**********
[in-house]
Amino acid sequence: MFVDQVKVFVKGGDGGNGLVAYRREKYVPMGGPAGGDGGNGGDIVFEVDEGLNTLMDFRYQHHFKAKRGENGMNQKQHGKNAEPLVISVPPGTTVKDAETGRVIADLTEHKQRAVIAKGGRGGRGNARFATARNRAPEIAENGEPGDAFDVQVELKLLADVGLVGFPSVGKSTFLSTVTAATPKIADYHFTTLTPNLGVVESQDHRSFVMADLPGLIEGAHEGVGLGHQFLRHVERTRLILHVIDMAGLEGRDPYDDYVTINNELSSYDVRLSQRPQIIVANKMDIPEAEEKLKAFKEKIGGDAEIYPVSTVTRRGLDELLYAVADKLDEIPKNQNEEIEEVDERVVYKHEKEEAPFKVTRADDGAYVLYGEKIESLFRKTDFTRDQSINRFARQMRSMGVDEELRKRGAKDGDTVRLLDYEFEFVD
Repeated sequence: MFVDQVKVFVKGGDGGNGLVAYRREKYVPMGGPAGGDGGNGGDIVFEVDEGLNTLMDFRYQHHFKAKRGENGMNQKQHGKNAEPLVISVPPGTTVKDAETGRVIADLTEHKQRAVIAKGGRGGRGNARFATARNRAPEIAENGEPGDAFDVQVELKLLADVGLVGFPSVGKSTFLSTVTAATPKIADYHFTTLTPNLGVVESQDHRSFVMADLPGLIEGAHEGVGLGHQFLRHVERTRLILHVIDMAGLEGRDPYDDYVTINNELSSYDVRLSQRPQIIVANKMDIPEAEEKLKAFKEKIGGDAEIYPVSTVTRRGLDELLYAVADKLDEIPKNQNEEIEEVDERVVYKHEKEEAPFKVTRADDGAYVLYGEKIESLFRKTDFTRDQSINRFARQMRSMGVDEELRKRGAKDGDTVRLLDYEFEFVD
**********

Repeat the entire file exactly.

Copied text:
[in-house]
Amino acid sequence: MFVDQVKVFVKGGDGGNGLVAYRREKYVPMGGPAGGDGGNGGDIVFEVDEGLNTLMDFRYQHHFKAKRGENGMNQKQHGKNAEPLVISVPPGTTVKDAETGRVIADLTEHKQRAVIAKGGRGGRGNARFATARNRAPEIAENGEPGDAFDVQVELKLLADVGLVGFPSVGKSTFLSTVTAATPKIADYHFTTLTPNLGVVESQDHRSFVMADLPGLIEGAHEGVGLGHQFLRHVERTRLILHVIDMAGLEGRDPYDDYVTINNELSSYDVRLSQRPQIIVANKMDIPEAEEKLKAFKEKIGGDAEIYPVSTVTRRGLDELLYAVADKLDEIPKNQNEEIEEVDERVVYKHEKEEAPFKVTRADDGAYVLYGEKIESLFRKTDFTRDQSINRFARQMRSMGVDEELRKRGAKDGDTVRLLDYEFEFVD
Repeated sequence: MFVDQVKVFVKGGDGGNGLVAYRREKYVPMGGPAGGDGGNGGDIVFEVDEGLNTLMDFRYQHHFKAKRGENGMNQKQHGKNAEPLVISVPPGTTVKDAETGRVIADLTEHKQRAVIAKGGRGGRGNARFATARNRAPEIAENGEPGDAFDVQVELKLLADVGLVGFPSVGKSTFLSTVTAATPKIADYHFTTLTPNLGVVESQDHRSFVMADLPGLIEGAHEGVGLGHQFLRHVERTRLILHVIDMAGLEGRDPYDDYVTINNELSSYDVRLSQRPQIIVANKMDIPEAEEKLKAFKEKIGGDAEIYPVSTVTRRGLDELLYAVADKLDEIPKNQNEEIEEVDERVVYKHEKEEAPFKVTRADDGAYVLYGEKIESLFRKTDFTRDQSINRFARQMRSMGVDEELRKRGAKDGDTVRLLDYEFEFVD